James Franco, Rachel Weisz, Michelle Williams and Mila Kunis on Oz, The Great and Powerful.
The wonderful world of L. Frank Baum’s Oz is back on the big screen for the first time in nearly thirty years this week. Oz The Great and Powerful, a prequel to the original 1939 Wizard of Oz film, tells the story of how the circus performing magician gets transported to Oz and becomes ruler of the land of which he shares his name.
Director Sam Raimi, former enfant terrible famous for the Evil Dead and the Spiderman trilogies, introduces his dazzling interpretation of the much loved world of munchkins, witches and whirlwinds that has been absent from cinemas since Disney’s Return To Oz in 1985. i-D online caught up with Raimi and the cast at the film’s press conference in London to talk about their characters, the influences behind the production and how they brought the world of Oz back to the big screen.
Sam Raimi (Director): At first I was intimidated by this project because there is so much love for the original Wizard Of Oz picture and people don’t want their fondest memories of this great childhood classic sullied. But our story is one of a selfish man who has his heart buried then gets transported to Oz and how, through the love of a good woman, his true heart emerges. I thought: if I could bring that feeling to the fans of the Oz books and the movie, only a wicked old witch wouldn’t want that picture to be made.
James Franco (Oz): I’ve been a fan of the world of Oz since I was a boy. I read the Baum books when I was a kid, so I was excited to be able to step into that world of my childhood imagination. But more importantly it was because the lead character was completely different to Dorothy. He was not innocent, he was a conman. And so the way the audience would be brought into the familiar world of Oz would be completely new and the way that the characters interact with Oz would be fresh.
Michelle Williams (Glinda): My inspiration came from the rehearsals. I wanted to know if I was going to put on a funny voice or wear a big pink dress. Sam made a really good point saying that Glinda, in the original movie, doesn’t go down the yellow brick road because she doesn’t need anything. So he wanted to bring out her more human qualities. The original film was an inspiration and has always been an inspiration but it wasn’t really my leaping off point.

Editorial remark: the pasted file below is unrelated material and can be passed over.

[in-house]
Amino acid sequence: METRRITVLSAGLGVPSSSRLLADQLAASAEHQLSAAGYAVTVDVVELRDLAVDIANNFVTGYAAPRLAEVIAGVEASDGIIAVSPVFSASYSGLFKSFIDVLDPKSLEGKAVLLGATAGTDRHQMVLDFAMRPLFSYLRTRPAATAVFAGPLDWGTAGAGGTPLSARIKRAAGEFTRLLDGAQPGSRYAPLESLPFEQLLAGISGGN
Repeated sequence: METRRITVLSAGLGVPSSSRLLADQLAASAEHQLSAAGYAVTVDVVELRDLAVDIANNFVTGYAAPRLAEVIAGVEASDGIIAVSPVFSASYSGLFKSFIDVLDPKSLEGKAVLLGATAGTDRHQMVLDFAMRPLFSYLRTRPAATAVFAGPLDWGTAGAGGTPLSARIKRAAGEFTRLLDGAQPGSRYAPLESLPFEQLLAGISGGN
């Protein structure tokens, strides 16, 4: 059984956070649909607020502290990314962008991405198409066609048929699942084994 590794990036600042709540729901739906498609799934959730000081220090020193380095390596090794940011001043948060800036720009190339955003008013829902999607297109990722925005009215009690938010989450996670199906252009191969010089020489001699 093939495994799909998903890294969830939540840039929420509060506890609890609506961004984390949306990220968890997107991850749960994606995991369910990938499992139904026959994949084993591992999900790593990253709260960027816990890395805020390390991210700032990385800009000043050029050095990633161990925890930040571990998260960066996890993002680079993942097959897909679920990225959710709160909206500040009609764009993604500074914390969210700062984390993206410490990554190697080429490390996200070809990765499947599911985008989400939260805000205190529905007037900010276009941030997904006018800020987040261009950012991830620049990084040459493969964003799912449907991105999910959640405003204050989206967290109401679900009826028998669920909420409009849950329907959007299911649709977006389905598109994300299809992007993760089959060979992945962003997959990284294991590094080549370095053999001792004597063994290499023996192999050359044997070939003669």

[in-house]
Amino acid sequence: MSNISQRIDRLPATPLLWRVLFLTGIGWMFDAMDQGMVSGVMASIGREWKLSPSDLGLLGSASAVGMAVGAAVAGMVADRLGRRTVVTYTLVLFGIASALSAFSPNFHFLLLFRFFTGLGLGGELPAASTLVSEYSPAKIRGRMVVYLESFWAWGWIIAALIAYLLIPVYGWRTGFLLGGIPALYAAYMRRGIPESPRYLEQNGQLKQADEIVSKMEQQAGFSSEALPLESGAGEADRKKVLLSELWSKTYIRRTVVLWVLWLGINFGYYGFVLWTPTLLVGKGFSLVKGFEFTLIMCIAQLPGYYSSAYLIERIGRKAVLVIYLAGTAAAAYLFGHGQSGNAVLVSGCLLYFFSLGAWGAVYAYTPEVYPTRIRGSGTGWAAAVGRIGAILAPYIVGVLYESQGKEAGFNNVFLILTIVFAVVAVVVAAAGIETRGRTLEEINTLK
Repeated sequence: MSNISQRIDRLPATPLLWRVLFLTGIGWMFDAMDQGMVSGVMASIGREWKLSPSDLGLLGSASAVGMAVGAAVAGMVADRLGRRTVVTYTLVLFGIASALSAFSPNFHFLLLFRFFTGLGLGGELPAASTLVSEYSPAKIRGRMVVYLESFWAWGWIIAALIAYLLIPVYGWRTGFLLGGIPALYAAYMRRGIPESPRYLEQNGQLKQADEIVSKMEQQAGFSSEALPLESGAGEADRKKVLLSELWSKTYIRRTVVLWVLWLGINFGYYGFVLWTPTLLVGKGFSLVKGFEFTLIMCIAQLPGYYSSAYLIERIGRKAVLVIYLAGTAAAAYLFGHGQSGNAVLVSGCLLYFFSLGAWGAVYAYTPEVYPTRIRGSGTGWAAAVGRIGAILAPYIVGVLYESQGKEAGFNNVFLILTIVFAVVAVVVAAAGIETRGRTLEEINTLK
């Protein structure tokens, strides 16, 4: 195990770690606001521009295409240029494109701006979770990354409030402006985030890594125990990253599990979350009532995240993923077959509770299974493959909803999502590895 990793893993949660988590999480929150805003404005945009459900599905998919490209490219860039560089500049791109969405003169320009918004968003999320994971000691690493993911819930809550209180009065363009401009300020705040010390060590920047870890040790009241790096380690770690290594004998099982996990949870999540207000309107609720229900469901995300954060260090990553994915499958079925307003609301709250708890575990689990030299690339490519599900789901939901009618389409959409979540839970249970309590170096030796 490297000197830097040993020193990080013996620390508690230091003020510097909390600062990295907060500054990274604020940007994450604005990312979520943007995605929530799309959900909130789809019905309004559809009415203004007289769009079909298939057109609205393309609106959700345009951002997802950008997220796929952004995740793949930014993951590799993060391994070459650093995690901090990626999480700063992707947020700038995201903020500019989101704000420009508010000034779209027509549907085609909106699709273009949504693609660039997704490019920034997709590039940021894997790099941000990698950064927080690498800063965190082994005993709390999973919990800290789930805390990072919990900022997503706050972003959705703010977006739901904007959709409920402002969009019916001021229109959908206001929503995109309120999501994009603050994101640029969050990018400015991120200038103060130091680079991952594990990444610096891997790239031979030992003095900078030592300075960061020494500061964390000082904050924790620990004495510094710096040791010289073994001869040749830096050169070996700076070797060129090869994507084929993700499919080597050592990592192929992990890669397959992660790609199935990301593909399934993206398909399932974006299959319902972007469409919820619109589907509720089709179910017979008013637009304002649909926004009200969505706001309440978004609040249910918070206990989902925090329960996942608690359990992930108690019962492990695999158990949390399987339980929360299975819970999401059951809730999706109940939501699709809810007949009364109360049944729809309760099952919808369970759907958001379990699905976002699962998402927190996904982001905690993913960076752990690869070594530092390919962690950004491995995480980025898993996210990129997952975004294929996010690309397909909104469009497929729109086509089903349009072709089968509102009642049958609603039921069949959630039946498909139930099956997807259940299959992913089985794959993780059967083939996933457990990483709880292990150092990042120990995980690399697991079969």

Mila Kunis (Theodora): I didn’t want to emulate or imitate or do anything that would take away from the iconic character that Margaret Hamilton created in the 1939 film, which will always remain iconic. But I was given the gift of a back story, the origin of the character that humanises her in a way which was very simple. It’s just a girl who gets her heart broken and doesn’t know how to deal with the pain. She takes the easy way out, numbs the pain and has an emotional transformation that just so happens to also be a physical one. And the second she became human to me is when she went through that, everything else is secondary. She’s a woman scorned who just happens to know how to fly.
Rachel Weisz (Evanora): I really loved the script and loved the character and wanted to play somebody wicked, but my character would have been nothing without the sequins, the feathers, the lashes, the corsets, the boots and the nails. I only usually play characters in jeans, t-shirts with a bit of a scrubbed face but Evanora took a couple of hours to get into place. Her costume was hugely important, how the feathers make her look a bit like a bird of prey. And she is a ruler of her army of winged baboons.
Zach Braff (Finley): I never read the books so it was tricky for me because I was creating this new character, whereas with the witches there was something to look to. If anything I loved the idea of being the comic relief like the lion, the scarecrow and the tin man were and the physical comedy of it all. You can make a beautiful effects movie that is grounded, has a heart and has a foundation of really human characters. But when I heard that it was happening I just wanted to be involved because of the great maestro Sam Raimi.
Sam Raimi (Director): This movie is almost trying to be a love poem to the original Wizard Of Oz film. I think it affected all of us but for me it was the scariest picture ever made, the sweetest picture ever made and the greatest musical, and the looks of many things regarding the film were a big influence for us.
Oz The Great and Powerful is in cinemas from Friday 8th March.
Text: Daniel Goodwin